It is in finding commonality and connectedness that the soul can be nourished and revived. As the soul is nurtured we gain the strength to let our differences show, to speak with conviction and to embrace and celebrate the differences of others.

For it easy to say, “Be unique, don’t let others dictate how you should be”, but it takes enormous courage (sometimes more than I can muster) to be a lone voice being drowned out by those yelling in the other direction.

Yet when I am courageously me, when I am real, I know I am appreciated.

I received a message recently that read, “I really enjoyed our day at your house and you are so easy to talk to. I miss not spending a little more time with you…”

I am unique.

I am loved – because I am me.

I am me – because I am loved.

I take great strength and comfort in the following words; words spoken about the one that I believe created me.

“For you created my inmost being; you knit me together in my mother’s womb. I praise you because I am fearfully and wonderfully made; your works are wonderful, I know that full well…All the days ordained for me were written in your book before one of them came to be.” (Psalm 139:13-16)


(photo credit:

About Esther Murray

As a bit of an idealist, Esther often dreams of a world where kindness is the currency and where no one ever suffers from hunger or mistreatment. In the hopes of making some part of this dream a reality, Esther studied a Bachelor of Social Work. She quickly discovered that she probably wasn’t going to save the world but could simply strive to make a difference in her everyday. Much later, as the sea of nappies, toys, teething and tantrums threatened to engulf the dreams of a former life, Esther began to write. Making meaning of a childhood in the Himalayas, the craziness of motherhood and the state of the world was a much-welcomed creative outlet. Esther loves doing life alongside her husband Clive raising their three young daughters. In her down-time Esther can be found drinking tea (never coffee), tinkering on the piano or bass-guitar, practicing her Urdu, rummaging the op-shops, or attempting some kind of DIY.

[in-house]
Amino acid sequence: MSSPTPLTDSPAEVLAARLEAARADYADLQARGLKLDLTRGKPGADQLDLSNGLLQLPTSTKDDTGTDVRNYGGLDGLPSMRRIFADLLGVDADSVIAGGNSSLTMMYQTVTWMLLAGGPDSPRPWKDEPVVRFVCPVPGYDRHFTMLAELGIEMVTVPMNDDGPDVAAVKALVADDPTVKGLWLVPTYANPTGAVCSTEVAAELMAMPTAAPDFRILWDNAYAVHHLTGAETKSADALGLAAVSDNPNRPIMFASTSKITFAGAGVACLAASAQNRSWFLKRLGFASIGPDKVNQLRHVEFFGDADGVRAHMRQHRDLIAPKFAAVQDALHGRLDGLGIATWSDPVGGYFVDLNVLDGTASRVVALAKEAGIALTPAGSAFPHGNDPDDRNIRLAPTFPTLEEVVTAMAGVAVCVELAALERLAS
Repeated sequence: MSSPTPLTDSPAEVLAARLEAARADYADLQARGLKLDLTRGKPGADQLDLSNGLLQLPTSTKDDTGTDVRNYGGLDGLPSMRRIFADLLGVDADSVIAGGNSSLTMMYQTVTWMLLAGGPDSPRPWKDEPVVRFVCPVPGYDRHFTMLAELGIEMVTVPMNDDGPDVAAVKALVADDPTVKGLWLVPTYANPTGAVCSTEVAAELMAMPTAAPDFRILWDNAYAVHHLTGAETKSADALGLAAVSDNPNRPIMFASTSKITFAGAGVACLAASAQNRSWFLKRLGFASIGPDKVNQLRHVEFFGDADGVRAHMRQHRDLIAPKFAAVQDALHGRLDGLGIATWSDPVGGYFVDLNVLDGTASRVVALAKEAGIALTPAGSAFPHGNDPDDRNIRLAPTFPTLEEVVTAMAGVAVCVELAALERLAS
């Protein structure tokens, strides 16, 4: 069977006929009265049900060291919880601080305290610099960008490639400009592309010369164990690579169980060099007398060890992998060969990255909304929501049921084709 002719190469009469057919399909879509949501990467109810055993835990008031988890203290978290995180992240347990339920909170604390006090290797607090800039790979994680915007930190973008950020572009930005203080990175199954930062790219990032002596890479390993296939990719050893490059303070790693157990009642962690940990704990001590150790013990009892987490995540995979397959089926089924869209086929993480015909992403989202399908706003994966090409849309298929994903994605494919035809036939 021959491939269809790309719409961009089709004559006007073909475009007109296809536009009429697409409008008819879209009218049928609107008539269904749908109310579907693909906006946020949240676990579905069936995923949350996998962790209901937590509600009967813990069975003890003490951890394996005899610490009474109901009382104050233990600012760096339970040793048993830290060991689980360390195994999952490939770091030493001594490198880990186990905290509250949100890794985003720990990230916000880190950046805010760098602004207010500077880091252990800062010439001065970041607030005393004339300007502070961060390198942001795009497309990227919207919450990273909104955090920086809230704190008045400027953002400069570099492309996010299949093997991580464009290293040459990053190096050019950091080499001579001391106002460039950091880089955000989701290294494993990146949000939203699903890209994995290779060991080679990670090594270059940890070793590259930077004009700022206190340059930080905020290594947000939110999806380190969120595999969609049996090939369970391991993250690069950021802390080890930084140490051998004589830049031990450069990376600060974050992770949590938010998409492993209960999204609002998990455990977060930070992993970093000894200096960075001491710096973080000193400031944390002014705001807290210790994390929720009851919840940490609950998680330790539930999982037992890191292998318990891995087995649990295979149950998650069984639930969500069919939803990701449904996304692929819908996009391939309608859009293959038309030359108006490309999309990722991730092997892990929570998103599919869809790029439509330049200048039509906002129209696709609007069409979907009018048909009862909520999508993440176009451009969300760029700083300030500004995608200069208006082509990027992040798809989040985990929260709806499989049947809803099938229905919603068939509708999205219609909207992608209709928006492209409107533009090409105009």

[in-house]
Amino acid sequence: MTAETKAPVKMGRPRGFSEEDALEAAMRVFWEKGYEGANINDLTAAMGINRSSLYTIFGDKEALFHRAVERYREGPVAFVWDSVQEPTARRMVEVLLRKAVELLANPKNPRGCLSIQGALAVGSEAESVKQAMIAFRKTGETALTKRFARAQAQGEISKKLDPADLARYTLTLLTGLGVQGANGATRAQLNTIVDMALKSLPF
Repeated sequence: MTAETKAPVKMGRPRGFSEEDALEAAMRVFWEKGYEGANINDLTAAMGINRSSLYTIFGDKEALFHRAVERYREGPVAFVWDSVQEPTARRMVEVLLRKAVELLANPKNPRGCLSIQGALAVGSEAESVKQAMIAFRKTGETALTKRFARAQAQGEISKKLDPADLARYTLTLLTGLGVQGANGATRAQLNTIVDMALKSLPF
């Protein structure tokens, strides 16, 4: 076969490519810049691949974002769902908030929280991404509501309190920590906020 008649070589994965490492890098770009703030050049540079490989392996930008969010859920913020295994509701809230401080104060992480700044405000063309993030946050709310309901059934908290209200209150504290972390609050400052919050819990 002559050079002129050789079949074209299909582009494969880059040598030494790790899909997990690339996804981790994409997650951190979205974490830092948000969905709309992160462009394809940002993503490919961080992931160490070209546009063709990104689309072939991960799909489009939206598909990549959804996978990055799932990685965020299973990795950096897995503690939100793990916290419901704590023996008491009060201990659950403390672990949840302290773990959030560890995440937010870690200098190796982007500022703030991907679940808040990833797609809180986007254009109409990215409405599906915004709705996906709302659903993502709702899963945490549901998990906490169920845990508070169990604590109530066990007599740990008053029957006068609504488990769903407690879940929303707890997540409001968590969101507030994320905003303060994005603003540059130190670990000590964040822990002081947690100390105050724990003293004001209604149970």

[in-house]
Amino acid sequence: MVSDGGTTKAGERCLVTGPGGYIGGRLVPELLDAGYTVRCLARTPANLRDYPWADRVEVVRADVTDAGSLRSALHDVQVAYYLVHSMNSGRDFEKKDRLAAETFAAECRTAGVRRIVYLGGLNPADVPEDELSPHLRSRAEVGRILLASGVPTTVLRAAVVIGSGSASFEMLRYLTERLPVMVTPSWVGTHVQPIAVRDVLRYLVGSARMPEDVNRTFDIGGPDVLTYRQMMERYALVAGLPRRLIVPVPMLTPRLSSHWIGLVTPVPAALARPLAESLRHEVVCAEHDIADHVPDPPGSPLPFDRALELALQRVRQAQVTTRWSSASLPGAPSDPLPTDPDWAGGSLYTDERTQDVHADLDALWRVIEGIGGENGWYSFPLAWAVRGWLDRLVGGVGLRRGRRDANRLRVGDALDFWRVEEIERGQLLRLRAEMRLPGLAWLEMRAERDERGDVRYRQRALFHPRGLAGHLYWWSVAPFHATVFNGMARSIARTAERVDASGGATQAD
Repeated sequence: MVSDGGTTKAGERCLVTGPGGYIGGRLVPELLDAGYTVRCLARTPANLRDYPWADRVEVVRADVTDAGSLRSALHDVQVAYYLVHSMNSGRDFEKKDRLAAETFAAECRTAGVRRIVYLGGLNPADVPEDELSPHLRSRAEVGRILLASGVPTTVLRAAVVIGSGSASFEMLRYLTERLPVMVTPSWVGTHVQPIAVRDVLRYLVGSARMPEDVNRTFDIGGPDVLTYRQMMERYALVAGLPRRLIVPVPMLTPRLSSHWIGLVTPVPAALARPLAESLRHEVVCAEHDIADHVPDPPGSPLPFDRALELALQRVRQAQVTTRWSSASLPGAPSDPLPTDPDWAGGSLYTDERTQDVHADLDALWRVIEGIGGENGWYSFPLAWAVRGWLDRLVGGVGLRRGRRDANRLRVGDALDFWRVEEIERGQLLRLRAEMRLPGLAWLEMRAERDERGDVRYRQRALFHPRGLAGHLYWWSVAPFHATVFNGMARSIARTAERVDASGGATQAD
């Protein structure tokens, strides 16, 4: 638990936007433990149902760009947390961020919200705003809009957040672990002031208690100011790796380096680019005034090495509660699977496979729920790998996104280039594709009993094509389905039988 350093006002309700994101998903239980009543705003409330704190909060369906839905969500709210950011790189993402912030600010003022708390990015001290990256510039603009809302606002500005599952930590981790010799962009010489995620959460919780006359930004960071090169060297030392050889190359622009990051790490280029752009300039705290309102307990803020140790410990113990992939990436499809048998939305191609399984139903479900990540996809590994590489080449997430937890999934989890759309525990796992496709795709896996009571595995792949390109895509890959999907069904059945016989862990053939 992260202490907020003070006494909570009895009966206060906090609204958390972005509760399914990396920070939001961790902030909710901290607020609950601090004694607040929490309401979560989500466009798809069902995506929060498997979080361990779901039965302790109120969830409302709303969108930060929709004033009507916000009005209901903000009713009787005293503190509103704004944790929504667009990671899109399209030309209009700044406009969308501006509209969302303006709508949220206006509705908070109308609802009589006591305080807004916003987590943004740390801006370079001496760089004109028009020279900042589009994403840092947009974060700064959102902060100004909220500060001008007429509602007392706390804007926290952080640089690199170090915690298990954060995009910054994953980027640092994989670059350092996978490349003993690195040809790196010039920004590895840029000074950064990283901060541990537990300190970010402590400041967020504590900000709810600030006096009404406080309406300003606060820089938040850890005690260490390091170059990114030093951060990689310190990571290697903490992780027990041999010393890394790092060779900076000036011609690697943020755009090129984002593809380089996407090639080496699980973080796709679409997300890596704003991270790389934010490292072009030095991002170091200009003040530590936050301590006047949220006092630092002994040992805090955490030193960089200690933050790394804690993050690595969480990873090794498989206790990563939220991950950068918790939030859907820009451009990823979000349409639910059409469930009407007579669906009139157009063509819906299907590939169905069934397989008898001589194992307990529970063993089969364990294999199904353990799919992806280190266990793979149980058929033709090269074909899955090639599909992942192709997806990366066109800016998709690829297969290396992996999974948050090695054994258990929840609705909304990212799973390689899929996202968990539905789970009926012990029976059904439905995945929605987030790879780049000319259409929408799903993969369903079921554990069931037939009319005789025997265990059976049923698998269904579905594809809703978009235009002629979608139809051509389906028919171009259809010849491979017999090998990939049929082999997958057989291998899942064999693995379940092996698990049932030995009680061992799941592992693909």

4 thoughts on “Little brown freckles

  • Elaine Fraser

    I love your honesty here. It takes great courage to just be yourself, but it is so freeing. The moment we hit that sweet spot where our true selves are released and we feel accepted is a perfect reflection of creation. The way we were meant to be. So many things distract us from who we really are that sometimes we get lost. I’m glad you’re finding the ‘amazing you’.

    • Esther Murray Post author

      Thanks Elaine. ‘Freeing’ is definitely the word – but no it isn’t an easy thing to be our true selves when there is so much ‘noise’ about how we ‘should’ be in order to measure up. It’s definitely a journey worth taking though.

    • Esther Murray Post author

      Thank you so much Shiko. I am greatly encouraged to know that telling my story is an encouragement to others!